Dubrovnik, Croatia

Hadrian's Wall, England

A place way in west Texas out in the middle of freaking nowhere with nothing around for miles but two tiny one room stores across the road from each other.  We went in the one on the side heading north and talked to the woman.  She said the other store was run by a woman, too.  That they had been running their respective stores for decades and hated each other and never spoke to each other.  ;D

Betsy
 

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Here are a couple....

In Central New Mexico there are a lot of amazing things that are easy to get to and not terribly expensive:

The Bandera Ice Cave--I visited in May, and it was ninety degrees outside, but inside this cave in pumice on the side of an extinct volcano, it was below freezing and there was a huge pool of ice. The volcanic rock is such a good insulator that despite being in the New Mexico desert, it has stayed frozen for several thousand years! I wouldn't have believed it without seeing it.

Bosque del Apache National Wildlife Refuge. If you go in late November or in December, you have a chance to see huge masses of migrating geese and cranes. If you arrive in early morning, the geese take off in huge masses, and it is spectacular. I've done this in three different years it is so adddictive to see. I've had over 10,000 geese taking off twenty five feet over my head when the wind was right. The noise was deafening! An amazing spectacle.

Inscription Rock, El Morro. A landmark natural tower of rock with a reliable spring at its base that was a stopping point for hundreds of travelers and explorers as Spanish and Americans entered the area. MAny of them carved their names or stories on the rock. Fascinating to see.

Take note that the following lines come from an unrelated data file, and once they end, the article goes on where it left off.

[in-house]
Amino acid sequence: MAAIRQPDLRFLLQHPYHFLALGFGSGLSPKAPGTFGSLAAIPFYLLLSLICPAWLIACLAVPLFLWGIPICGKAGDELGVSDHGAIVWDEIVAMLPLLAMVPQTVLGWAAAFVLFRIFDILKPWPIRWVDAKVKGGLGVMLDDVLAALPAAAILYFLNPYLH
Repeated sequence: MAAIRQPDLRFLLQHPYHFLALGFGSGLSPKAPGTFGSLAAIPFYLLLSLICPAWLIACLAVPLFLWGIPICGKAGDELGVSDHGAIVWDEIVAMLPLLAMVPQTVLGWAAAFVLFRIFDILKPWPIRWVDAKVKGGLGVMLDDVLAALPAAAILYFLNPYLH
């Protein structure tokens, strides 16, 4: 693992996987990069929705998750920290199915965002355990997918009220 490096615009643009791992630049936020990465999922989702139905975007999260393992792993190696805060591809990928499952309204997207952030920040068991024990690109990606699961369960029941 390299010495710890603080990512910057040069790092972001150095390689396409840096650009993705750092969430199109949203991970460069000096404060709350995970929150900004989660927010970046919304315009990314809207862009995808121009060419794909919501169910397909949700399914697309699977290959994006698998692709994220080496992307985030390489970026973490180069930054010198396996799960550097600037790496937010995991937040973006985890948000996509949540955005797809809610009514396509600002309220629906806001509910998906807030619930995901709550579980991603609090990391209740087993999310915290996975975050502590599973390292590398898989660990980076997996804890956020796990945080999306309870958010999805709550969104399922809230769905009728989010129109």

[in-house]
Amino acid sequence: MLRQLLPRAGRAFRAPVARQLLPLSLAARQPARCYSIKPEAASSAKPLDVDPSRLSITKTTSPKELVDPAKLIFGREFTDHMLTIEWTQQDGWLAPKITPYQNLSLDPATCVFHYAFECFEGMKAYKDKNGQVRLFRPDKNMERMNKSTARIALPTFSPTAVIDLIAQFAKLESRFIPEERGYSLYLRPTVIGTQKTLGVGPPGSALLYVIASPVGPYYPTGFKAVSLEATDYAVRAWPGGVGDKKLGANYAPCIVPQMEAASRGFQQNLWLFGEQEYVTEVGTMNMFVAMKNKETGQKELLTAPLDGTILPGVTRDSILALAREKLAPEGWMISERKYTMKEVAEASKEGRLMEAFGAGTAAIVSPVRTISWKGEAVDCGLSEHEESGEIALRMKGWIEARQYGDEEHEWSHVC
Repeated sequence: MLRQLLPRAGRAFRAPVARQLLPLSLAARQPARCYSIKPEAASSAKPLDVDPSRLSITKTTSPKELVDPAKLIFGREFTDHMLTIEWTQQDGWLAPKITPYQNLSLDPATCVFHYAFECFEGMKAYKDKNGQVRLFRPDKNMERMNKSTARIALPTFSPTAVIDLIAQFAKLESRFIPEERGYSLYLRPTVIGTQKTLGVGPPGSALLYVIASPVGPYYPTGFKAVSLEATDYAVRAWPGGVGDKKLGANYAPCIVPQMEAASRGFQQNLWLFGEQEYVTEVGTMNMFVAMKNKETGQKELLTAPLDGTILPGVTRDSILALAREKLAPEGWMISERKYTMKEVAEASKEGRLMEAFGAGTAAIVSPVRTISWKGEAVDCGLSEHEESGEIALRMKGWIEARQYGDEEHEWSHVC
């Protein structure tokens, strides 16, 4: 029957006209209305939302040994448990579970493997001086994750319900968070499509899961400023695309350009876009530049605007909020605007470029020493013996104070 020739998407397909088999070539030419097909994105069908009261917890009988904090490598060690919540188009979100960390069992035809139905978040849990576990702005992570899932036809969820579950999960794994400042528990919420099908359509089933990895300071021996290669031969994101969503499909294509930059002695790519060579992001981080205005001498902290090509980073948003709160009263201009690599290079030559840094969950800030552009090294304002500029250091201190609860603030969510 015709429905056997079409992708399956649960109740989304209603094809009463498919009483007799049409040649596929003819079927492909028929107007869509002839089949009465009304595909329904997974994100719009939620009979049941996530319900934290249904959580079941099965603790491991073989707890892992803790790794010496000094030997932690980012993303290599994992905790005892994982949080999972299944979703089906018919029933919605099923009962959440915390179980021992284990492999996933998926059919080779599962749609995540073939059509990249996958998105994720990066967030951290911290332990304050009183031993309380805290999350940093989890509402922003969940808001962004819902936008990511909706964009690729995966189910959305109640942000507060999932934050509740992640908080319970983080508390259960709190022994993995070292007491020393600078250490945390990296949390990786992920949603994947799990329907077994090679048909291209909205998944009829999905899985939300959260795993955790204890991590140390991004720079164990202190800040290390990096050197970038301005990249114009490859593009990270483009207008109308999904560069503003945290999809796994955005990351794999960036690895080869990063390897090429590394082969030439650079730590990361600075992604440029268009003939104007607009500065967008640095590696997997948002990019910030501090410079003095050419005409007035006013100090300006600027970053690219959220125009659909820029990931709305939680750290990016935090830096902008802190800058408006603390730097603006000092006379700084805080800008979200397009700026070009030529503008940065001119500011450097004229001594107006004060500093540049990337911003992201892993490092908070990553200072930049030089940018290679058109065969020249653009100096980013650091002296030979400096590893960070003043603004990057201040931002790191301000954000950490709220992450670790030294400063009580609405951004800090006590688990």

Further afield, London and England/Britain in general are great. A genuine different country with its own culture, yet monolingual Americans can order a meal and read street signs without tears. And there is history everywhere. I remember stepping outside the dorm we stayed at in Oxford and seeing a sign on a house that casually mentioned that Edmund Halley (the comet guy) had lived and worked there.

I don't think I'd go there now, but Tunisia is amazing. Huge Roman ruins sitting unattended by the side of the road. We visited a Roman frontier fort in the sand dunes of the Sahara. I hate to think what the poor German slobs who enlisted thought of it after the North European forests they'd left behind. We also visited an unforgettable marketplace, and visited a group grain storage that was inspiration for some of the buildings in Star Wars: The Phantom Menace (plus I got to sit at the breakfast table where Luke Skywalker argued with his uncle over "just one more season"!)


 

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The Hooded Claw said:
Here are a couple....

In Central New Mexico there are a lot of amazing things that are easy to get to and not terribly expensive:

The Bandera Ice Cave--I visited in May, and it was ninety degrees outside, but inside this cave in pumice on the side of an extinct volcano, it was below freezing and there was a huge pool of ice. The volcanic rock is such a good insulator, it has stayed frozen for several thousand years! I wouldn't have believed it without seeing it.

Bosque del Apache National Wildlife Refuge. If you go in late November or in December, you have a chance to see huge masses of migrating geese and cranes. If you arrive in early morning, the geese take off in huge masses, and it is spectacular. I've done this in three different years it is so adddictive to see. I've had over 10,000 geese taking off twenty five feet over my head when the wind was right. The noise was deafening! An amazing spectacle.